Author Affiliation: Division of Allergy, Pulmonary, and Critical Care Medicine, Vanderbilt University School of Medicine, Nashville, Tennessee.
Gastric dysmotility is common in critically ill patients. The pathophysiology is multifactorial including the severity and etiology of the underlying critical illness, use of narcotic analgesia and other sedatives, decreased blood flow from shock, and use of vasopressors. Gastric dysmotility results in delayed gastric emptying that may place patients at risk of developing complications such as vomiting, aspiration, and ventilator-associated pneumonia (VAP). To manage this risk, guidelines recommend monitoring gastric residual volumes (GRVs) on an intermittent schedule and holding enteral feedings when residual volumes exceed certain limits.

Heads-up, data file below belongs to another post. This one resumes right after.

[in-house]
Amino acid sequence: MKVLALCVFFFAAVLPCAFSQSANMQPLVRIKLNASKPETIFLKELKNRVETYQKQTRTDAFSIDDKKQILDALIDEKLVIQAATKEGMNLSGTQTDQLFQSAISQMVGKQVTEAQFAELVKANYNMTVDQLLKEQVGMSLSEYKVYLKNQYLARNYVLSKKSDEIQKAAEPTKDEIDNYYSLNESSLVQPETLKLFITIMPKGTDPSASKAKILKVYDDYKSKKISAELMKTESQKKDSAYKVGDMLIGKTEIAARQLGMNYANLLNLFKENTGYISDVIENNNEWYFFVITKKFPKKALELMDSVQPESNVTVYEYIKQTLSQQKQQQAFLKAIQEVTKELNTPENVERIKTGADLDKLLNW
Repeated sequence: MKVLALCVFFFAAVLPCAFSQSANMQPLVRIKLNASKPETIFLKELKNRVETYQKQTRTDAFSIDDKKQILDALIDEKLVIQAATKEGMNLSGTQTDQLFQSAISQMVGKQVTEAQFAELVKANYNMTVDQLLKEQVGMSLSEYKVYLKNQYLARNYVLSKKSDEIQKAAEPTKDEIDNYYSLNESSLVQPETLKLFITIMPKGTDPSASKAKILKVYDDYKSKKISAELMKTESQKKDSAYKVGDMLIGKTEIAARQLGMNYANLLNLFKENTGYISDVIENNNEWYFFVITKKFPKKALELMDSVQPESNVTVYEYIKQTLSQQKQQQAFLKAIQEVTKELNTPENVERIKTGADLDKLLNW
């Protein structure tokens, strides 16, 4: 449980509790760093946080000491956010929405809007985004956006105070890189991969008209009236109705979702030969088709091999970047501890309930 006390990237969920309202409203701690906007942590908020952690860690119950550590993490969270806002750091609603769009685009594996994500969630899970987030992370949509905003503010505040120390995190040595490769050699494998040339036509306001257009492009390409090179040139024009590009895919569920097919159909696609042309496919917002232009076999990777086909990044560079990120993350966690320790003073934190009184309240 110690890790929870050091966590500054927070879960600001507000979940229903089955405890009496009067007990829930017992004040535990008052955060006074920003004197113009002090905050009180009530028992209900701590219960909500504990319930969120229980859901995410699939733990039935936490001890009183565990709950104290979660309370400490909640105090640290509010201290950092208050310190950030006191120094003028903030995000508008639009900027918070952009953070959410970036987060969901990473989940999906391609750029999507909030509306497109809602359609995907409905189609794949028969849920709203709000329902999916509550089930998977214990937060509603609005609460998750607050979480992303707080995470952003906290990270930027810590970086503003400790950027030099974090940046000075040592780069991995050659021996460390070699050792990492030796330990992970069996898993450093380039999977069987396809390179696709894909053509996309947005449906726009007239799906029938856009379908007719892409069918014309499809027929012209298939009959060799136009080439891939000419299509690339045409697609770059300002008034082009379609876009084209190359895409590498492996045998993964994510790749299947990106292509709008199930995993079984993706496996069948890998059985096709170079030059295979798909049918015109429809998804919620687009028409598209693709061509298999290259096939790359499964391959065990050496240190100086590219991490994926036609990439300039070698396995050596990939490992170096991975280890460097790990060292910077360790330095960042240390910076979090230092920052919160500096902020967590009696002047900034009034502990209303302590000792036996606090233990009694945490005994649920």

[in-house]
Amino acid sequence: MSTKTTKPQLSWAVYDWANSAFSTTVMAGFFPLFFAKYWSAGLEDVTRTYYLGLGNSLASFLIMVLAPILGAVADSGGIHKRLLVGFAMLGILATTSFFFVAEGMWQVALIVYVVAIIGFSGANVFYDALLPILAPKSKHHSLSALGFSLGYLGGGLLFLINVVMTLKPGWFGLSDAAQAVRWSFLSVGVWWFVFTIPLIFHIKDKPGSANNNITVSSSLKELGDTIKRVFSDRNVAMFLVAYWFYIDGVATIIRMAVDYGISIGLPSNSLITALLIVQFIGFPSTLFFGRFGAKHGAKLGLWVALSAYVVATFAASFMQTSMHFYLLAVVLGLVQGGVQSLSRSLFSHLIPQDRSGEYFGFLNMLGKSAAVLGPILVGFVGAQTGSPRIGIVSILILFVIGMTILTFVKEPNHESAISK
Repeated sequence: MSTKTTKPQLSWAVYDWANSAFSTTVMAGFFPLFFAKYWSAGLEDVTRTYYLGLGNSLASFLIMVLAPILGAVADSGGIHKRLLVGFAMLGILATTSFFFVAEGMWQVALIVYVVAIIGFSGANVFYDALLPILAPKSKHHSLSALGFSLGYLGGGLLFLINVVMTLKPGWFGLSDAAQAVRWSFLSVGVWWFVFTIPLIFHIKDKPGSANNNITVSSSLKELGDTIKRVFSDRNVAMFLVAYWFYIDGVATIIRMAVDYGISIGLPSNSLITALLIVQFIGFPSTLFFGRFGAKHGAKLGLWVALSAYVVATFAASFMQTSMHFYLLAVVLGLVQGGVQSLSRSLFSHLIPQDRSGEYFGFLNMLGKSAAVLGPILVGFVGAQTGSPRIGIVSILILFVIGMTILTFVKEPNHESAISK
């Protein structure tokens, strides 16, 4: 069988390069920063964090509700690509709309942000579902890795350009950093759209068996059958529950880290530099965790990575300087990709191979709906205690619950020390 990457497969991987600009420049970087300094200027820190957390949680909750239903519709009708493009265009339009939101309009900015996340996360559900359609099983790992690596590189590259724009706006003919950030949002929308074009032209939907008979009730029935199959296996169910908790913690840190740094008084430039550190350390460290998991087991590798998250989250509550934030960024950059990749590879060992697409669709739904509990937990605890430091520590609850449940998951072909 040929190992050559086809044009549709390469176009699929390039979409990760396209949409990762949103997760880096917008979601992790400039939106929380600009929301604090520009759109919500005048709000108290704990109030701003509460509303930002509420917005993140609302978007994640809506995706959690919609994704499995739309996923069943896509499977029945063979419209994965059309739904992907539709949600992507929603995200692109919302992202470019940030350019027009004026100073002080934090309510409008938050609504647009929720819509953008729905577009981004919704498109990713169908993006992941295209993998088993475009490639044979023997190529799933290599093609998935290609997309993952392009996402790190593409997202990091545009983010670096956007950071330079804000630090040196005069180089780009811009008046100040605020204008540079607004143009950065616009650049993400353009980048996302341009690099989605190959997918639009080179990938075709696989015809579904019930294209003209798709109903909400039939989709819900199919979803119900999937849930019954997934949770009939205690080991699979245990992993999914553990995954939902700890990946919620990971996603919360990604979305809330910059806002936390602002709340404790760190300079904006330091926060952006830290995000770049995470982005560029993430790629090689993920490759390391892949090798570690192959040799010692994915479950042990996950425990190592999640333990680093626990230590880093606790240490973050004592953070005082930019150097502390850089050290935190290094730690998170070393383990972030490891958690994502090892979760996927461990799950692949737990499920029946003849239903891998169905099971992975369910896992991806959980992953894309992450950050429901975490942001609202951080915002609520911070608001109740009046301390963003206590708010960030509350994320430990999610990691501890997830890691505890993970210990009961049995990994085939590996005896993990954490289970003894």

Rice TW. Gastric Residual VolumeEnd of an Era. JAMA. 2013;309(3):283-284. doi:10.1001/jama.2012.216616